Saturday, June 30, 2012

Former SOCCCD director of public affairs Pam Zanelli once worked for Dr. Louis Cella

Welcome to the OC
     I thought I smelled a rat, and I was right. (See Remember Zanelli?)
     I did a little more looking into Pam Zanelli’s background and discovered something very interesting.
     First, a little review. Denizens of the SOCCCD will remember Pam Zanelli as the notorious political consultant, hired by the corrupt Old Guard (the secretive leadership of the SOCCCD’s faculty union) back in 1996, in a desperate effort to get its slate of “fiscal conservatives” elected onto the board. (Once elected, the new board would reward the union with a contract giving leadership an array of goodies.)
     Zanelli, a Democrat, had advised the group that benefits for same-sex partners was a “hot-button issue” among local Neanderthals—er, Republicans. And so union leadership, exhibiting a startling lack of principle, sent Republican households the infamous red “same-sex” flier, which relied on distortions, misrepresentations, and (of course) homophobia to persuade voters to vote against the opposing slate (called PIE), led by Dave Lang.
     The flier worked (only Lang prevailed over a union candidate, viz., Davis). By December of 1996, the union had its majority on the board. The era of the notorious "board majority" (at first John Williams, Steve Frogue, Dorothy Fortune, and Teddi Lorch; after the election of '98, Williams, Frogue, Fortune, Nancy Padberg, and Don Wagner) commenced. Everything went to hell, and fast.
     In 1997, despite the obvious conflict of interest, the board hired Zanelli as their chief PR flak. They kept her for two or three years, but she somehow inspired the enmity of Padberg or Fortune (not sure), and so she got canned.
     Recently, I noted that she had previously worked for Paul Carpenter, a corrupt local (and state) politician associated with “Dick and Doc”Dick O’Neill and Dr. Louis Cellathe infamous campaign finance partnership that essentially “bought” the OC Board of Supervisors in the 1970s—Orange County’s most dramatic era of corruption.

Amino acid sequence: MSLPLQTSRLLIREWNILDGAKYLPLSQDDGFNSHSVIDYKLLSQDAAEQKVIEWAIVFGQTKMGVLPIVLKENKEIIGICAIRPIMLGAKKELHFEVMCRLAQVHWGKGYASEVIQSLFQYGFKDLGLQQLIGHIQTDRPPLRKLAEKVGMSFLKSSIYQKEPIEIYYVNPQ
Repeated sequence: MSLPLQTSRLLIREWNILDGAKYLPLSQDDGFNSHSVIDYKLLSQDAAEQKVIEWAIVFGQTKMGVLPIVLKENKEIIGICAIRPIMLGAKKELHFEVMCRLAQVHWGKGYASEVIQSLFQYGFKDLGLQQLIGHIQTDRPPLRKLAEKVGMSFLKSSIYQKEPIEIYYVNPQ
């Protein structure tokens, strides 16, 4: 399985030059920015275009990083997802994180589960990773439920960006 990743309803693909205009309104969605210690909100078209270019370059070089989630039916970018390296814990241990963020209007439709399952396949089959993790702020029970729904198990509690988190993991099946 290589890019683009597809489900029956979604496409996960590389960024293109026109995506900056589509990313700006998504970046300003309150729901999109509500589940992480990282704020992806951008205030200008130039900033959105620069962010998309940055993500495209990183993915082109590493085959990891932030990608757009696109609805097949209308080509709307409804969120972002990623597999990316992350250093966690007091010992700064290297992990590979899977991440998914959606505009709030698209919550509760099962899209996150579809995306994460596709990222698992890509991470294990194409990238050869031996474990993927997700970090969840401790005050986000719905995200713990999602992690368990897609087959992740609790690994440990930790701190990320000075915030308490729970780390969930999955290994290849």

Paul Carpenter had also been involved (in 1969 or 1970) in Ronald Caspers’ ruthless campaign to discredit Republican Supervisor Alton Allen. Like Carpenter, Ron Caspers was among D&D’s stable of politicians. (It seems likely that the effort to target Allen was directed by Fred Harber on behalf of D&D.)
     And, of course, throughout this period, Tom Fuentes was Ron Caspers’ right-hand man.

* * *
Caspers' left-hand man
     ZANELLI AND CELLA. Today, I did more digging and discovered that Zanelli was much closer (in some sense) to the Dick and Doc operation than I had thought. She actually worked for Louis Cella in one of his hospitals!
     Lemme explain. In January of 1979, Republican Harriett Wieder had just been elected as Orange County’s first female Supervisor. She had replaced Laurence Schmit, a Republican who had been among O’Neill and Cella’s stable of hinky pols. (He somehow managed to avoid the attention of OC DAand RepublicanCecil Hicks, who vigorously pursued anti-corruption prosecution at the time.)
     On Jan 18, 1979, the Times (“New Supervisor Has 5 Women on Staff of 7”) listed and described Wieder’s new staff:
     —Mrs. Zanelli, 32, of Santa Ana, who handled press relations in Mrs. Wieder’s campaign and is one of three Democrats on the Republican supervisor’s staff.
     Mrs. Zanelli … has worked in the campaigns or offices of Rep. Jerry Patterson (D-Santa Ana), state Sen Paul Carpenter (D-Cypress) and Assemblyman Chet Wray (D-Westminster).
     She also did political publicity work for former Democratic financier Dr. Louis J. Cella Jr., receiving $5,400 from one of Cella’s hospitals in 1974. Cella is serving a federal prison term for income tax evasion and embezzling hundreds of thousands of dollars from two Orange County hospitals.
     “I was one of the people who didn’t know what Cella was doing,” Mrs. Zanelli said. Mrs. Wieder said she was “totally unaware” of Mrs. Zanelli’s work for Cella. “I brought Pam on because she is great on research,” the supervisor said.
     She will handle publicity and appointments to commissions for Mrs. Wieder.
     —John P. Erskine, 27, of Huntington Beach, the only holdover aide from Mrs. Wieder’s predecessor, Laurence Schmit….
     I’ve talked to reporters who were there in 1974. One described how Cella’s hospitals would have large wings devoted to political activitynothing medical went on there. 
     “There was all this printing equipment there," said one reporter. "It was strange.”
     Evidently not so strange to Pam Zanelli!
     By September of the same year (1979), Zanelli left Wieder “to do political consulting work…” (LA Times, Sep. 16, 1979). (I should note that Zanelli seemed to be back working with Supervisor Wieder again in the late 80s.)